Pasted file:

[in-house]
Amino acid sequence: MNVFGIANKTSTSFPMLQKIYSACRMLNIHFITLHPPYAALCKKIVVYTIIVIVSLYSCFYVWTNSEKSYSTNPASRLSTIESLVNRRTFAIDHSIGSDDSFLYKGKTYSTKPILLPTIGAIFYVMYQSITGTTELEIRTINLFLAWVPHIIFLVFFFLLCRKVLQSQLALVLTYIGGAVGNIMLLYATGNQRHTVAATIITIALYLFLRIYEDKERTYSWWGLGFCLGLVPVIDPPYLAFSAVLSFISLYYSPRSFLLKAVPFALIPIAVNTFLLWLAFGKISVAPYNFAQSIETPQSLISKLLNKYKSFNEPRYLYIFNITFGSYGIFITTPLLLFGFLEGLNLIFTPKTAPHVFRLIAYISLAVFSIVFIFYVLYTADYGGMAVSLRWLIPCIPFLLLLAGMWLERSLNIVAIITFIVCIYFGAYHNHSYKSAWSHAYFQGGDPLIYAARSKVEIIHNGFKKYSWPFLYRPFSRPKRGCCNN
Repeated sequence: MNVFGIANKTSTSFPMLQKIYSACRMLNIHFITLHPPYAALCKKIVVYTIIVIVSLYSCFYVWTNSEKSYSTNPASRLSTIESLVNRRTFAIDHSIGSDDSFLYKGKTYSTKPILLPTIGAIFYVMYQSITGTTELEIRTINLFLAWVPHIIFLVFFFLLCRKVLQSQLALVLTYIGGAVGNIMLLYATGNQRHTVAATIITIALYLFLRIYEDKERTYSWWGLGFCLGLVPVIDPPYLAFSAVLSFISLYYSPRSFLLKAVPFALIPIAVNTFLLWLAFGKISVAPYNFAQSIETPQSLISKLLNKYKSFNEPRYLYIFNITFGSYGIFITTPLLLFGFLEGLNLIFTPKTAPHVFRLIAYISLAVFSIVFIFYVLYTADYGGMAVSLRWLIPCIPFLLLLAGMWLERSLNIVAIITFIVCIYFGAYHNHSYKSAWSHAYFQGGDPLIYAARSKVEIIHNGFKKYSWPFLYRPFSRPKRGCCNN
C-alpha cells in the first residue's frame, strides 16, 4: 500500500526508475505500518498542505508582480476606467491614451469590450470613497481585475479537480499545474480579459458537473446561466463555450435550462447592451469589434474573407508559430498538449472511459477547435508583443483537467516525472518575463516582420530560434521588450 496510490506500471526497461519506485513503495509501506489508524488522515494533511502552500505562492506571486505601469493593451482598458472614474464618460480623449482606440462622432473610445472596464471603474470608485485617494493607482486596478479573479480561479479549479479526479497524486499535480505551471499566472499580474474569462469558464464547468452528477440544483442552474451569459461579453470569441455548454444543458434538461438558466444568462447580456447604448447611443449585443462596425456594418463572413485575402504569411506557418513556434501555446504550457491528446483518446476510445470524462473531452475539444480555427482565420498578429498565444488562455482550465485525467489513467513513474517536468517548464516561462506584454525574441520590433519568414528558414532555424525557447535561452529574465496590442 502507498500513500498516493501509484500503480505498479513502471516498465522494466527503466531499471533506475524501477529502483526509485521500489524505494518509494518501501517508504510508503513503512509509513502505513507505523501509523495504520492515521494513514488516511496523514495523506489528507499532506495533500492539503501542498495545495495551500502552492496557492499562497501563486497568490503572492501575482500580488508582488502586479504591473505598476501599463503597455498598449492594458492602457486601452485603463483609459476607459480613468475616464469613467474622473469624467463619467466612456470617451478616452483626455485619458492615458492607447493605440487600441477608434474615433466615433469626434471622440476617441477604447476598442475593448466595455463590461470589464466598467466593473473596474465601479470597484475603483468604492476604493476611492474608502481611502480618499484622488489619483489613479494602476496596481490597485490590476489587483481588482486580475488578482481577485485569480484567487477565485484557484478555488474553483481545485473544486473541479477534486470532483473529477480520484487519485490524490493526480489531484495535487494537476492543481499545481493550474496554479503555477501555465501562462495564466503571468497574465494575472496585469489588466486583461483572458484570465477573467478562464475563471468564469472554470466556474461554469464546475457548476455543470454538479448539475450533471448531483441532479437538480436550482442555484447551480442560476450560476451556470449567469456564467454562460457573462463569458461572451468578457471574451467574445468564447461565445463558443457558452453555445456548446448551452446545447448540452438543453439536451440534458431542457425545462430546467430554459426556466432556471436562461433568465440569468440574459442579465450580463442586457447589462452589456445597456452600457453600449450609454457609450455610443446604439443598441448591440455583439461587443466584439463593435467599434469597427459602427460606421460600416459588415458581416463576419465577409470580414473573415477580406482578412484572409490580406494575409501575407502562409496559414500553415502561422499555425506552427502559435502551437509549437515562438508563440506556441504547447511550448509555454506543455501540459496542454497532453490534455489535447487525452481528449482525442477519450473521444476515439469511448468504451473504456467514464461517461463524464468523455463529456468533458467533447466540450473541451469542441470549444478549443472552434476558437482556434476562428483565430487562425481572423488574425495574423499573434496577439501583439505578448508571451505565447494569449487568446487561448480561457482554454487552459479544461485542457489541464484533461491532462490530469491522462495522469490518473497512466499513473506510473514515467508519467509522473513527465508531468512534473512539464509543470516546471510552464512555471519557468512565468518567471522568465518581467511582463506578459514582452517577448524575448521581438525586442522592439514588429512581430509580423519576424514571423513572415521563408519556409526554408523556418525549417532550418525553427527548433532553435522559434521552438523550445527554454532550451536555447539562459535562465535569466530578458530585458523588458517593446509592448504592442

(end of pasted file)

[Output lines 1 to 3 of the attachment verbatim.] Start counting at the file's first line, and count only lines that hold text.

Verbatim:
[in-house]
Amino acid sequence: MNVFGIANKTSTSFPMLQKIYSACRMLNIHFITLHPPYAALCKKIVVYTIIVIVSLYSCFYVWTNSEKSYSTNPASRLSTIESLVNRRTFAIDHSIGSDDSFLYKGKTYSTKPILLPTIGAIFYVMYQSITGTTELEIRTINLFLAWVPHIIFLVFFFLLCRKVLQSQLALVLTYIGGAVGNIMLLYATGNQRHTVAATIITIALYLFLRIYEDKERTYSWWGLGFCLGLVPVIDPPYLAFSAVLSFISLYYSPRSFLLKAVPFALIPIAVNTFLLWLAFGKISVAPYNFAQSIETPQSLISKLLNKYKSFNEPRYLYIFNITFGSYGIFITTPLLLFGFLEGLNLIFTPKTAPHVFRLIAYISLAVFSIVFIFYVLYTADYGGMAVSLRWLIPCIPFLLLLAGMWLERSLNIVAIITFIVCIYFGAYHNHSYKSAWSHAYFQGGDPLIYAARSKVEIIHNGFKKYSWPFLYRPFSRPKRGCCNN
Repeated sequence: MNVFGIANKTSTSFPMLQKIYSACRMLNIHFITLHPPYAALCKKIVVYTIIVIVSLYSCFYVWTNSEKSYSTNPASRLSTIESLVNRRTFAIDHSIGSDDSFLYKGKTYSTKPILLPTIGAIFYVMYQSITGTTELEIRTINLFLAWVPHIIFLVFFFLLCRKVLQSQLALVLTYIGGAVGNIMLLYATGNQRHTVAATIITIALYLFLRIYEDKERTYSWWGLGFCLGLVPVIDPPYLAFSAVLSFISLYYSPRSFLLKAVPFALIPIAVNTFLLWLAFGKISVAPYNFAQSIETPQSLISKLLNKYKSFNEPRYLYIFNITFGSYGIFITTPLLLFGFLEGLNLIFTPKTAPHVFRLIAYISLAVFSIVFIFYVLYTADYGGMAVSLRWLIPCIPFLLLLAGMWLERSLNIVAIITFIVCIYFGAYHNHSYKSAWSHAYFQGGDPLIYAARSKVEIIHNGFKKYSWPFLYRPFSRPKRGCCNN